I had the oddest drama viewing line-up this past weekend – on one hand I marathoned 8 episodes of President and finished that baby up (without a doubt the best drama so far in 2011), on the other hand I watched the final episode of the TW-drama Channel X (國民英雄) which aired this weekend, and with it ending 5 months of self-inflicted hell (without a doubt the worst drama so far in 2011).
I lay the blame for Channel X’s woes solely on the scriptwriter and PD, the former writing an elementary thriller script without any sense of tension and subtlety, and the latter filming said script with neon signs lighting the way of every plot development. The only reason I kept watching Channel X every week was because (1) that is how much I adore lead actor Joe Cheng, and (2) the drama was so unbelievably godawful, every week I would actually be curious how much worse it could get. I guess I can give props to the drama for taking risks, even if it ended in a giant face plant.
Channel X was so poorly executed and consequently so poorly received from the very beginning, the production actually shuttered filming for two whole weeks around episode 6 so that it could massively rewrite the entire second half of the drama. That move probably salvaged the sinking ship, because the latter half actually had a tiny beating heart of sanity. The pseudo-noirish elements were tossed and a reasonably palatable emotional story was ushed in. But ultimately all the damage was done and this drama was merely limping to shore, hoping to make it to the end before it collapse onto itself.
With that said, the beginning of the Channel X (the first 10 minutes or so) were wonderfully taut and dense with tension and mood, and hooked me before the rest of the first episode made me stare in disbelief at how dreadful it all turned out to be. I guess its fitting that the ending of the final episode left me happy again (the final 10 minutes or so), content that at least the drama managed to scrounge up an ending that slightly validated the 19 hours I spent with this sucker.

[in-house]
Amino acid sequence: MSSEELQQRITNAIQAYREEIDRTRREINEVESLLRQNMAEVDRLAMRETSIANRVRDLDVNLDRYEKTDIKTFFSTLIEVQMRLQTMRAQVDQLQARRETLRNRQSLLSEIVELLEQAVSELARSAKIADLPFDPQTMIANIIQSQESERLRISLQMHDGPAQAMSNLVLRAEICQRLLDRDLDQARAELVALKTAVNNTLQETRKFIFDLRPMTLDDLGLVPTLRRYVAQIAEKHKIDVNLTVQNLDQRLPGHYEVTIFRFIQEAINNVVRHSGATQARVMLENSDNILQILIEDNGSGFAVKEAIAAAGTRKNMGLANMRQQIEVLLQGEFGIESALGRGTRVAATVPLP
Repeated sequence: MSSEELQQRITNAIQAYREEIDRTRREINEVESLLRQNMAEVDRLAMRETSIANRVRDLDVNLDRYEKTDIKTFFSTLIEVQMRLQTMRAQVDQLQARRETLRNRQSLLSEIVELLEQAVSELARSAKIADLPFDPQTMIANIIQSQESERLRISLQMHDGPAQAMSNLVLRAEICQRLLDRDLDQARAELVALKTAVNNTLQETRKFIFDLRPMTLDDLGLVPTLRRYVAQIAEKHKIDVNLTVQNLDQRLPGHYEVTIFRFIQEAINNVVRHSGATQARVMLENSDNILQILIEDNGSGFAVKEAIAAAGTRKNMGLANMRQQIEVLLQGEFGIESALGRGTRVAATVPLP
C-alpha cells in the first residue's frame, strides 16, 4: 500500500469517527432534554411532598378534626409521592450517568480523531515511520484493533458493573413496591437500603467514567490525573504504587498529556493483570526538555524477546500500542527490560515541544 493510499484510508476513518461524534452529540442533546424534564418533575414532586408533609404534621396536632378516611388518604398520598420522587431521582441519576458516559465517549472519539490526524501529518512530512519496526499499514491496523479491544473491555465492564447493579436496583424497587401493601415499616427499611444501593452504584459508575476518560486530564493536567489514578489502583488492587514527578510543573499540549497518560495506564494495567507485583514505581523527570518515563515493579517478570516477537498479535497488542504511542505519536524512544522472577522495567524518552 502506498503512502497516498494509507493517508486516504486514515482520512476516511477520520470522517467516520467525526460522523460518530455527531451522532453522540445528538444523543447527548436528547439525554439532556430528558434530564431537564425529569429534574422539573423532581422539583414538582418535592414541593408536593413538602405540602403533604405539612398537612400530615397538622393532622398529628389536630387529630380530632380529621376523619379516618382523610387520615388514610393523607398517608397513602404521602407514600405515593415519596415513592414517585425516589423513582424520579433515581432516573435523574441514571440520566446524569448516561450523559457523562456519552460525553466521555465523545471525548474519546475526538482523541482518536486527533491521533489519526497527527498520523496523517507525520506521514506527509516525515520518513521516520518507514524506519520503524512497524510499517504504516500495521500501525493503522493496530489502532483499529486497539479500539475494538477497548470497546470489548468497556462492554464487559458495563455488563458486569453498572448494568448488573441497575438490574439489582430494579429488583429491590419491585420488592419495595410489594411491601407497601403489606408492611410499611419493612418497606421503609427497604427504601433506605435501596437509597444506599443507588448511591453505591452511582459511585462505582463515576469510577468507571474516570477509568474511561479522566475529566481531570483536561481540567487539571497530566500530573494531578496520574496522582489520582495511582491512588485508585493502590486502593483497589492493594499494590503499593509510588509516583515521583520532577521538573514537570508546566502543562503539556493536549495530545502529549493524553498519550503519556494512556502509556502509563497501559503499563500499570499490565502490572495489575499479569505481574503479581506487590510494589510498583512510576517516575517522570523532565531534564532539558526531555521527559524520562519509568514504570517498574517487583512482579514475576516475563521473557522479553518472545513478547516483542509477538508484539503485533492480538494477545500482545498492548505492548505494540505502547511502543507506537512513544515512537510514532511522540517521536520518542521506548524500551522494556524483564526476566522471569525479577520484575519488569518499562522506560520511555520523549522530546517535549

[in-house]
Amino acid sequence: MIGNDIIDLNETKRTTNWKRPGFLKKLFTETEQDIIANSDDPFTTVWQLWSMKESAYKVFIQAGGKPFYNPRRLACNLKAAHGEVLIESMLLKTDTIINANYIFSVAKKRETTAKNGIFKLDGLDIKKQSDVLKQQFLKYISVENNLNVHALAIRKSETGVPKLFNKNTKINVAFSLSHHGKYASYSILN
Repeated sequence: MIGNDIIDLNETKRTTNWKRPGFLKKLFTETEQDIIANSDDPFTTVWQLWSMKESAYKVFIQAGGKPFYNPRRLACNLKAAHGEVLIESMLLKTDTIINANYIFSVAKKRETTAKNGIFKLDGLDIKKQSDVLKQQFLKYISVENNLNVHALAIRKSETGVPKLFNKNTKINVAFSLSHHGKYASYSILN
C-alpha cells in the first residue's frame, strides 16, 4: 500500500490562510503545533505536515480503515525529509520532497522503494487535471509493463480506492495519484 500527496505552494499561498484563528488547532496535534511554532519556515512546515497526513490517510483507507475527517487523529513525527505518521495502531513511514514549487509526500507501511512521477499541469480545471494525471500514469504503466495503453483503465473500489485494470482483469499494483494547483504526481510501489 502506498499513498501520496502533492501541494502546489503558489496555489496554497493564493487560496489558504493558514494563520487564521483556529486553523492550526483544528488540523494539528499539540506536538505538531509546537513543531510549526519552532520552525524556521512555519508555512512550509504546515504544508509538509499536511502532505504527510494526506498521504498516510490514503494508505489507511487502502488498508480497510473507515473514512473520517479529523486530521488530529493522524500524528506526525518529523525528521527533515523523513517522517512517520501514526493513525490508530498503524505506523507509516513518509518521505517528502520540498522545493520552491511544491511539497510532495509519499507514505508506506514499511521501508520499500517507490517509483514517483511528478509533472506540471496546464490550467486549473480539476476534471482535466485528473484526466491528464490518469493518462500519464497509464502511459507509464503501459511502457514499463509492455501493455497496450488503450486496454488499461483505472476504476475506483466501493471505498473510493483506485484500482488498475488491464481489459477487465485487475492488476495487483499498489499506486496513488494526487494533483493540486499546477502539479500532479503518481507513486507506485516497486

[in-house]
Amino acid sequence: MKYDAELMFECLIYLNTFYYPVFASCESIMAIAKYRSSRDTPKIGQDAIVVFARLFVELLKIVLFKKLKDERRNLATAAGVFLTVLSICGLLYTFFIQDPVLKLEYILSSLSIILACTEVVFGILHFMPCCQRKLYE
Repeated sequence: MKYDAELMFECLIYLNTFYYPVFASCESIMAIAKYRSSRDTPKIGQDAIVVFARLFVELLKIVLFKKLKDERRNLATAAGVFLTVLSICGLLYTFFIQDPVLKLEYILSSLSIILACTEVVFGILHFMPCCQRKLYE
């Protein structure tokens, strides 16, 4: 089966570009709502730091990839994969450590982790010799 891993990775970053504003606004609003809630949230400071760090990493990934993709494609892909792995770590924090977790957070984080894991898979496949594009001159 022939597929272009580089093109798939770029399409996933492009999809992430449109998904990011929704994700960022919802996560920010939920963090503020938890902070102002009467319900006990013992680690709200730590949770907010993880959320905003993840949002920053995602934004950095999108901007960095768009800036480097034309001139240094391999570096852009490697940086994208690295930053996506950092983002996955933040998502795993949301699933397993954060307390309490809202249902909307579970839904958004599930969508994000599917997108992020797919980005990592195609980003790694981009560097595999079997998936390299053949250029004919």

I was like a rider stuck on a runaway roller coaster, screaming that this thing was going to fly off the rails with my life flashing before my eyes, when in the end the ride pulls into the station and I stumble off saying my Hail Marys. The concept really wasn’t bad at all, but the scriptwriter couldn’t properly flesh out and present the story, and the PD’s heavy-handed directing made everything overwrought and ridiculous as opposed to anxious and suspenseful.
Joe plays An Zai Yong, a hot shot news anchor with a pretty starchy reputation for truth. He’s engaged to a loving enviromental activist fiancee, who ends up dead by the second episode. Initially he’s fingered for the murder, but with the unwilling assistance of Hong Xiao Lu, a paparazzi played by Amber Kuo, he manages to clear his name. But his investigation into her murder uncovers a greater conspiracy involving enviromental pollution, high stakes land development, and later, illegal weapons sales. All of that sounds like it could be exciting, except what was produced was about as exciting as trudging through mud on a rainy day.